Critical Vote Coming on State Budget




Within the next few days the Legislature is reportedly going to be challenged to vote on a proposed state budget, one that reflects the Governor’s latest proposal along with modifications made by various legislative committees. The package to be voted upon will include the proposal to place temporary tax increases on the ballot for the public to consider. Most predictions are that the necessary Republican votes to approve this proposal will not be there, with the result being no budget.

Much has changed since the Governor introduced his first proposed budget in January that forecast a $ 26 billion State deficit. The Legislature has enacted legislation to cut over $ 13 billion in state programs, and the Governor signed that into law. That took care of approximately half of the State deficit. The economy has picked up, producing more state revenue than anticipated, further reducing the State deficit and benefiting public education. The Republicans have defeated the Governors’ proposals to eliminate redevelopment agencies and move their money to the State treasury, which would help further reduce the deficit. And, at least one lawsuit has been filed to legally challenge the Governor’s plan to confiscate $1 billion of First Five money to the benefit of the State General Fund. The Governor’s May budget revise reflects these budget deficit reductions and seems to give up on the redevelopment agency and First Five money shift ideas.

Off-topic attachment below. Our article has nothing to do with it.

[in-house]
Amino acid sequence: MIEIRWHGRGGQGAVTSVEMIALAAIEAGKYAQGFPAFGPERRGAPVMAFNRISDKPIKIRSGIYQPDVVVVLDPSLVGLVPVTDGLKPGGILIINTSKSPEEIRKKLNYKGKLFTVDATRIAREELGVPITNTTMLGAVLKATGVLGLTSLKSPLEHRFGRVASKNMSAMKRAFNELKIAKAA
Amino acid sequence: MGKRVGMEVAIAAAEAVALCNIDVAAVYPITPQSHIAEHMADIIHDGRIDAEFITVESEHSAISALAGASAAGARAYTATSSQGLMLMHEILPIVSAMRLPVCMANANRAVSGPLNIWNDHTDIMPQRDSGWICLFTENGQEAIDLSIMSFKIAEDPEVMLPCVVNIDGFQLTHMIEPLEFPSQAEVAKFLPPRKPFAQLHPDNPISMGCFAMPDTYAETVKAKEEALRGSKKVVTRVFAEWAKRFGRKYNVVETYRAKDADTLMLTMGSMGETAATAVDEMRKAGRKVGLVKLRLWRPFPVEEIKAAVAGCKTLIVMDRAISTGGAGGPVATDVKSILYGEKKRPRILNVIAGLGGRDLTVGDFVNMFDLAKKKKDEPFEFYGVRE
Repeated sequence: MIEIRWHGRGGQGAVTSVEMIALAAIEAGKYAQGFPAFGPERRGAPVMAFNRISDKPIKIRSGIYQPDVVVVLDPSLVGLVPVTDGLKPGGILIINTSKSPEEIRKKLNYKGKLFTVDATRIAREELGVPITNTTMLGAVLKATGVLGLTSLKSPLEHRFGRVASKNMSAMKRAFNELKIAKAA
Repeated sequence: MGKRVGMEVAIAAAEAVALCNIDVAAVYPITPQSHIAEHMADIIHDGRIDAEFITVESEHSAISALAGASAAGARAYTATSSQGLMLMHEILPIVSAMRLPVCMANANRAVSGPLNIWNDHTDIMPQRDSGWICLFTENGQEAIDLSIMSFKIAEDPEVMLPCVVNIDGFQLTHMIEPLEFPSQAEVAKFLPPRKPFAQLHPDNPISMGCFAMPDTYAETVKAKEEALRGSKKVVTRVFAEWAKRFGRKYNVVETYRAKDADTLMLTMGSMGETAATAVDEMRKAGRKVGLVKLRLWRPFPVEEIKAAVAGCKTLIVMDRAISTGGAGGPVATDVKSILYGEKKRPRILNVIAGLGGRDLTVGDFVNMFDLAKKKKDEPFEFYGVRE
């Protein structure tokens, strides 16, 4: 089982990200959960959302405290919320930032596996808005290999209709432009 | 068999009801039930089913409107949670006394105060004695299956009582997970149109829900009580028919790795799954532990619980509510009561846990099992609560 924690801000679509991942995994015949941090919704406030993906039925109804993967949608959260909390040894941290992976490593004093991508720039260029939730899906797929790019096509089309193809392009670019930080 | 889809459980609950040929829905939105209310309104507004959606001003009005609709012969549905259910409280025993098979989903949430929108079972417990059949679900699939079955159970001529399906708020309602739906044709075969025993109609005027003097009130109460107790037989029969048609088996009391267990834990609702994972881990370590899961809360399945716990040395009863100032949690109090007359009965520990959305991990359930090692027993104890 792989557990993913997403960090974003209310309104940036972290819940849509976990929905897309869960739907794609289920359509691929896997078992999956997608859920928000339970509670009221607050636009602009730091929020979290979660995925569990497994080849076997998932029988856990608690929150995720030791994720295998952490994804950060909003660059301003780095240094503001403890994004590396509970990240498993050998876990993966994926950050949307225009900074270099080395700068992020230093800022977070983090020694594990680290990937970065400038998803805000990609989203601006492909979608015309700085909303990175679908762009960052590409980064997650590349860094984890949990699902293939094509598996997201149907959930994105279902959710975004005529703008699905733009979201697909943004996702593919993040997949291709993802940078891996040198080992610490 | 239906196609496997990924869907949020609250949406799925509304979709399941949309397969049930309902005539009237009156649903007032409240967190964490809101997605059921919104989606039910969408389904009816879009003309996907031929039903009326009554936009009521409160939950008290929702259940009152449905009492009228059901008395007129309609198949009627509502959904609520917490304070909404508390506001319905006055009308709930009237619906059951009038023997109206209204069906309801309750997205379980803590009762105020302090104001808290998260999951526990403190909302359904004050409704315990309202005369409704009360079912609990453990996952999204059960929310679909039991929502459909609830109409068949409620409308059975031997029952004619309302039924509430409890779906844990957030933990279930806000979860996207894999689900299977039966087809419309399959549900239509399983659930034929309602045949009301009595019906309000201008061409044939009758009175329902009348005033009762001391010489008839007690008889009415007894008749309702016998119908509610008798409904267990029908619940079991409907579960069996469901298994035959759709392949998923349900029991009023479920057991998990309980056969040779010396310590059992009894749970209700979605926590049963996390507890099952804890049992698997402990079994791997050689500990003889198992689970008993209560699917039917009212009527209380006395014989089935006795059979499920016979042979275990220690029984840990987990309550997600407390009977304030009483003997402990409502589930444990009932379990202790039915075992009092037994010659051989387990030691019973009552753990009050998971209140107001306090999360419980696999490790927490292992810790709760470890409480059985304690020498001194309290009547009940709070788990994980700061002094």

Some of the Governors’ realignment proposals, shifting programs to the counties along with a revenue source, still have political support but others do not. The State Legislative Analyst has reversed field on at least one proposal – shifting child welfare (child abuse intervention) to the counties 100%, saying the program is too complex with too many federal controls and performance requirements to make it manageable if 58 counties each had their own version of the program. The reality is that the Feds hold states responsible for this program and are not interested in trying to deal directly with 58 counties, so California could probably not get away with this kind of shift anyway.

The latest polls seem to indicate that even if the Legislature did approve the budget package about to be before it, the public would defeat the proposed tax increases at the ballot box. This news raises the question of why, then, try that move?

I have a predication. That is that the Governor will back off on his tax increase proposal, allowing the Democratic controlled Legislature to adopt a budget without any Republican votes and send it to him for signature. It will, to some extent, kick the can down the road with some bookkeeping and borrowing gimmicks, as has been the case for the last several years. The reasons given for doing it this way will include the already enacted budget cuts, the improving revenue picture, and the lack of public support for more tax increases. An unstated reason will be that the Governor will be able to avoid giving Republicans one thing they want in exchange for a budget vote – significant reform of the state pension system.

About Over But Not Out

A retired Orange County employee, and moderate Republican. The editor seriously does not know OBNO's identity as did not the former editor, but his point of view is obviously interesting and valued.